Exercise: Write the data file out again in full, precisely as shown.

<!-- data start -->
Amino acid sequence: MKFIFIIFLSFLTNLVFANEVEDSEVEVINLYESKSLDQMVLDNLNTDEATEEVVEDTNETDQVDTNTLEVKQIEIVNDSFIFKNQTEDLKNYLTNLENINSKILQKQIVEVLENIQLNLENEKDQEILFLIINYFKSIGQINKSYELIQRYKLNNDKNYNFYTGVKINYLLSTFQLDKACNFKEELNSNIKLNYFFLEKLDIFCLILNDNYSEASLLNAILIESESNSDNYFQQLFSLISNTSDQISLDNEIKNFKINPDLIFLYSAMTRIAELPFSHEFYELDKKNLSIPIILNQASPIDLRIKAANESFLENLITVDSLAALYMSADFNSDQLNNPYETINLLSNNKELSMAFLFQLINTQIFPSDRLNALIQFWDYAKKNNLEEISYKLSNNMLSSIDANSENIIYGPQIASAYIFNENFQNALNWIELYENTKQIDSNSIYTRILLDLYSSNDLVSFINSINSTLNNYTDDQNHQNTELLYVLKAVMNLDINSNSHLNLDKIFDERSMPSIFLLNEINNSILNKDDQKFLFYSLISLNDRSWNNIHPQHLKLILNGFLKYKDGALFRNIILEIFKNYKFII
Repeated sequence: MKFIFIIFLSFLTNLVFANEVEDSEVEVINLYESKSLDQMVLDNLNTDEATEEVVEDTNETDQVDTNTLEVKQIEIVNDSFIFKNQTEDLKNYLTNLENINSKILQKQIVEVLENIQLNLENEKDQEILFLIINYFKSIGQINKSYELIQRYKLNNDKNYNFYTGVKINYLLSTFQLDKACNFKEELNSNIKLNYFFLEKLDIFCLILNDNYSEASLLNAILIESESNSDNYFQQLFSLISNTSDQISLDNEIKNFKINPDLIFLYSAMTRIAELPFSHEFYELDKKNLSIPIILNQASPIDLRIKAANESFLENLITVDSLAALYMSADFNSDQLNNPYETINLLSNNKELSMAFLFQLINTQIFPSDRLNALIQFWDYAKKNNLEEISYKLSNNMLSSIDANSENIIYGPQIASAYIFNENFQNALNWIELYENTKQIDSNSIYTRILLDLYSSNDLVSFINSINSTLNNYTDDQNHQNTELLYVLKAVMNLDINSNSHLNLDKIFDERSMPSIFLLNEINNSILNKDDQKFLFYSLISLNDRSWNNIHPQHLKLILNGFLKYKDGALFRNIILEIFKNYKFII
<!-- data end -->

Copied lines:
Amino acid sequence: MKFIFIIFLSFLTNLVFANEVEDSEVEVINLYESKSLDQMVLDNLNTDEATEEVVEDTNETDQVDTNTLEVKQIEIVNDSFIFKNQTEDLKNYLTNLENINSKILQKQIVEVLENIQLNLENEKDQEILFLIINYFKSIGQINKSYELIQRYKLNNDKNYNFYTGVKINYLLSTFQLDKACNFKEELNSNIKLNYFFLEKLDIFCLILNDNYSEASLLNAILIESESNSDNYFQQLFSLISNTSDQISLDNEIKNFKINPDLIFLYSAMTRIAELPFSHEFYELDKKNLSIPIILNQASPIDLRIKAANESFLENLITVDSLAALYMSADFNSDQLNNPYETINLLSNNKELSMAFLFQLINTQIFPSDRLNALIQFWDYAKKNNLEEISYKLSNNMLSSIDANSENIIYGPQIASAYIFNENFQNALNWIELYENTKQIDSNSIYTRILLDLYSSNDLVSFINSINSTLNNYTDDQNHQNTELLYVLKAVMNLDINSNSHLNLDKIFDERSMPSIFLLNEINNSILNKDDQKFLFYSLISLNDRSWNNIHPQHLKLILNGFLKYKDGALFRNIILEIFKNYKFII
Repeated sequence: MKFIFIIFLSFLTNLVFANEVEDSEVEVINLYESKSLDQMVLDNLNTDEATEEVVEDTNETDQVDTNTLEVKQIEIVNDSFIFKNQTEDLKNYLTNLENINSKILQKQIVEVLENIQLNLENEKDQEILFLIINYFKSIGQINKSYELIQRYKLNNDKNYNFYTGVKINYLLSTFQLDKACNFKEELNSNIKLNYFFLEKLDIFCLILNDNYSEASLLNAILIESESNSDNYFQQLFSLISNTSDQISLDNEIKNFKINPDLIFLYSAMTRIAELPFSHEFYELDKKNLSIPIILNQASPIDLRIKAANESFLENLITVDSLAALYMSADFNSDQLNNPYETINLLSNNKELSMAFLFQLINTQIFPSDRLNALIQFWDYAKKNNLEEISYKLSNNMLSSIDANSENIIYGPQIASAYIFNENFQNALNWIELYENTKQIDSNSIYTRILLDLYSSNDLVSFINSINSTLNNYTDDQNHQNTELLYVLKAVMNLDINSNSHLNLDKIFDERSMPSIFLLNEINNSILNKDDQKFLFYSLISLNDRSWNNIHPQHLKLILNGFLKYKDGALFRNIILEIFKNYKFII